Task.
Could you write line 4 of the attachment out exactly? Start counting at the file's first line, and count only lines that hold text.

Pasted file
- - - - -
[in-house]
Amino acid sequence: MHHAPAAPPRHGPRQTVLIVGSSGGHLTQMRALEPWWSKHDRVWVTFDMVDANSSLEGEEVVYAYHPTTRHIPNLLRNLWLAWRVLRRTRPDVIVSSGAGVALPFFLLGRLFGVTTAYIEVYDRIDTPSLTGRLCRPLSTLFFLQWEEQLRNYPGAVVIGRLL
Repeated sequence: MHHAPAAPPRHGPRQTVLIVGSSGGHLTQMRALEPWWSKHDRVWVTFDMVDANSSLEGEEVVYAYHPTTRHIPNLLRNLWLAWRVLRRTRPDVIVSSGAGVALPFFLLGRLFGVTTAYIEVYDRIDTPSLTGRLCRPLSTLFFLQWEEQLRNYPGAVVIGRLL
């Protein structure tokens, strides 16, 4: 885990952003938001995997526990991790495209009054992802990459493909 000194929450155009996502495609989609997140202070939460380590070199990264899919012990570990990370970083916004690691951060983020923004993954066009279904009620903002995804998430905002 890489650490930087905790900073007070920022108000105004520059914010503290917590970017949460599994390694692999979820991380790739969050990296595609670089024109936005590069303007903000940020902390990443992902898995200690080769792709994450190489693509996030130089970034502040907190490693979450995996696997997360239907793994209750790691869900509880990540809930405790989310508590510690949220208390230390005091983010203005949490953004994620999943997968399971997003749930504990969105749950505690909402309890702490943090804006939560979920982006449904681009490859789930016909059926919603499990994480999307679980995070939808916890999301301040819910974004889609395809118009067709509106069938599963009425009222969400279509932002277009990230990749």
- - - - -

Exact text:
């Protein structure tokens, strides 16, 4: 885990952003938001995997526990991790495209009054992802990459493909 000194929450155009996502495609989609997140202070939460380590070199990264899919012990570990990370970083916004690691951060983020923004993954066009279904009620903002995804998430905002 890489650490930087905790900073007070920022108000105004520059914010503290917590970017949460599994390694692999979820991380790739969050990296595609670089024109936005590069303007903000940020902390990443992902898995200690080769792709994450190489693509996030130089970034502040907190490693979450995996696997997360239907793994209750790691869900509880990540809930405790989310508590510690949220208390230390005091983010203005949490953004994620999943997968399971997003749930504990969105749950505690909402309890702490943090804006939560979920982006449904681009490859789930016909059926919603499990994480999307679980995070939808916890999301301040819910974004889609395809118009067709509106069938599963009425009222969400279509932002277009990230990749």